December 6, 2016
1. Mind the (non)GAAP
Non-GAAP reporting in the S&P 500 has increased from 358 companies in 2009 to 448 companies in 2015, and the concern, posits this author in a Forbes contribution, is that the number of public companies using non-GAAP earnings to determine executive compensation has more than doubled in the past few years. “If a CEO-friendly compensation committee ties the CEO’s bonus to an earnings target,[they could] then guarantee that the target is reached by arbitrarily excluding selected expenses from the calculation of those earnings,” he says. Would shareholders let this fly?
2. Innovation As a Compensation Measurement
As CEO compensation metrics become laser-focused on things like total shareholder return and revenue, an op-ed in Pharmaceutical Executive ponders the place for “innovation compensation” with a view on long-term product development goals. There is some irony in their question whether innovation goals are adequately reflected in the way biopharma executives are compensated, especially since the healthcare sector has consistently seen the highest CEO pay in recent years.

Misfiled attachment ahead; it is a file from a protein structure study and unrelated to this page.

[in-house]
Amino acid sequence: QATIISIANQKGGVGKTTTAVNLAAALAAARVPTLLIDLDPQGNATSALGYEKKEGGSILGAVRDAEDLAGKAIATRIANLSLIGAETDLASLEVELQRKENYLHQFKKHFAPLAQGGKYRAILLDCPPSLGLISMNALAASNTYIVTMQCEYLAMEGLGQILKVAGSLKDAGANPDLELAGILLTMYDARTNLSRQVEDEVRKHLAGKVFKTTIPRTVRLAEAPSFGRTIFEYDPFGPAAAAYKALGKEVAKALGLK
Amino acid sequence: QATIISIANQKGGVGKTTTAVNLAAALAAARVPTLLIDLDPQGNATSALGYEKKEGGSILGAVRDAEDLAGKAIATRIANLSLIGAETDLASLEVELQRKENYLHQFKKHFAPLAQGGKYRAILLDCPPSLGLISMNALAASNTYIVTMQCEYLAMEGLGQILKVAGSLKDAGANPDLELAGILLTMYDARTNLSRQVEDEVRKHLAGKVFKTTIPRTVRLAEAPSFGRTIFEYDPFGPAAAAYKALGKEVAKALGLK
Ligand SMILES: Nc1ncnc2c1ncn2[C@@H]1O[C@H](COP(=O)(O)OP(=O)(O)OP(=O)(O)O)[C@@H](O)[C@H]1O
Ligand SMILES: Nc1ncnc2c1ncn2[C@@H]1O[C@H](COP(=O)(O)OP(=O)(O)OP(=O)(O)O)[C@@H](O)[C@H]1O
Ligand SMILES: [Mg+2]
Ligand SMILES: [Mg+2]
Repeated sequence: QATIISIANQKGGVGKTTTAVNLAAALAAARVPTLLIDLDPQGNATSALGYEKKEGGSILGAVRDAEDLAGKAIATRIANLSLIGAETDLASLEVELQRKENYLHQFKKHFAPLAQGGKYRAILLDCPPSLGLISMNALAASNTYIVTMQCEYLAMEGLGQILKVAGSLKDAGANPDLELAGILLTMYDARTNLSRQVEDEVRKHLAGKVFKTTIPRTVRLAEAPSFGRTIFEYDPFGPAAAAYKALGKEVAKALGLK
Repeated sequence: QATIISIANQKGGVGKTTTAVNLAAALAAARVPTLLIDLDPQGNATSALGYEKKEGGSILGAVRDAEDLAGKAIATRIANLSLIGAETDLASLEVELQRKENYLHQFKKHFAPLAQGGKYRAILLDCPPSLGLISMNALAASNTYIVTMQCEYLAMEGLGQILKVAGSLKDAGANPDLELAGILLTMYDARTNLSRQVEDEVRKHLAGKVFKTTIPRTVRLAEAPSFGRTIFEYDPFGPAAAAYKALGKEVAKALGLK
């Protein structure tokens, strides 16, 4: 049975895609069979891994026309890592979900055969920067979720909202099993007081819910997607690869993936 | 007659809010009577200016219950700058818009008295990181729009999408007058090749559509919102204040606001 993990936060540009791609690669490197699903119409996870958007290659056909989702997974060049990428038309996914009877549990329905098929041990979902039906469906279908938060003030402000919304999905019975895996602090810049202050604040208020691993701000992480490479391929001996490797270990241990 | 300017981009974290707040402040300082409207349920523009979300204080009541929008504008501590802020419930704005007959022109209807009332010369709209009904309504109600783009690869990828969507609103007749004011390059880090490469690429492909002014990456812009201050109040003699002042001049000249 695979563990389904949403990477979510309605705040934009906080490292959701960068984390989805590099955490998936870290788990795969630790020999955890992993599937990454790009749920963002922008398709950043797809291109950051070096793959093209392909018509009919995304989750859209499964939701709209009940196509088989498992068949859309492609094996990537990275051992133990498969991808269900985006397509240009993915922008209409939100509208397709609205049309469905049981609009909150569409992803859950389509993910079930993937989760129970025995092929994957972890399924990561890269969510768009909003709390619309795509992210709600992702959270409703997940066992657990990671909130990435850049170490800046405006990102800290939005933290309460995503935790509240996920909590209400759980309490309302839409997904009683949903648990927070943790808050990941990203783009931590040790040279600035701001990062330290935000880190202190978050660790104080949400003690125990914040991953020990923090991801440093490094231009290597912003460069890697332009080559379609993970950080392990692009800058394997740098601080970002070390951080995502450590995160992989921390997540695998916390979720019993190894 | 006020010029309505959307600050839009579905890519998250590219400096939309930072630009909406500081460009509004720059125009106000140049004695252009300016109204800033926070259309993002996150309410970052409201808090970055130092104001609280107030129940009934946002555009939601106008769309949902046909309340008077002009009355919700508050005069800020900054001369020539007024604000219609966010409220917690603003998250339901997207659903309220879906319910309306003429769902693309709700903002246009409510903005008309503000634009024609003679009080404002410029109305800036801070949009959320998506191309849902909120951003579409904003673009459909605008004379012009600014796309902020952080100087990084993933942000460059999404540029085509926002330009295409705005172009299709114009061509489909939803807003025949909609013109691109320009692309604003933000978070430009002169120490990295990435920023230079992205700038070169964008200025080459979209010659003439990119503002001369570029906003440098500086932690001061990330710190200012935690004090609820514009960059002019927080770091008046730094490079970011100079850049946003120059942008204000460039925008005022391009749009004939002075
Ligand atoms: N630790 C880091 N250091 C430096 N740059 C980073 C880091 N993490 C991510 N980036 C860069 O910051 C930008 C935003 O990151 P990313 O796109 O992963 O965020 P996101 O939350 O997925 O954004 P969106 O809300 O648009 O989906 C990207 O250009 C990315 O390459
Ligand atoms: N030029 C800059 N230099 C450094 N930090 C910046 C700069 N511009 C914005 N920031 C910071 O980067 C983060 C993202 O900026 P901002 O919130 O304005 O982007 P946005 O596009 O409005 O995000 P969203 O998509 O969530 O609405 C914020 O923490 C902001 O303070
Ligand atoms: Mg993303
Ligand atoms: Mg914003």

3. What’s causing the CEO pay gap?
Economist Dean Baker asks the rhetorical question: “Corporate America seemed to have little trouble attracting talented top executives in the 1950s, 1960s and 1970s, when the ratio of CEO pay to that of ordinary workers was 20 or 30 to 1—why do we now need ratios of 200 to 1 or even higher to get good help?”
4. Former ISS research head starts new venture
A new shareholder advisory firm has sprung up, led by a former Institutional Shareholder Services leader, writes the New York Times. Though shareholder activists receive a lot of ink, institutional fund managers that may not want to “wage war on public companies” do want more transparent interactions with them. The new firm is poised to ride the rising tide of shareholder engagement.
5. Twitter exec quietly shifts roles
After talks to buy Twitter cooled down as quickly as they started a couple months back, Twitter is seeing some shake-up among its top management. Anthony Noto, who had served as the company’s CFO since joining in 2014 from Goldman Sachs. To mark this “increase in responsibility,” reports Business Insider, Noto received a stock award worth $12 million that will vest over four years.
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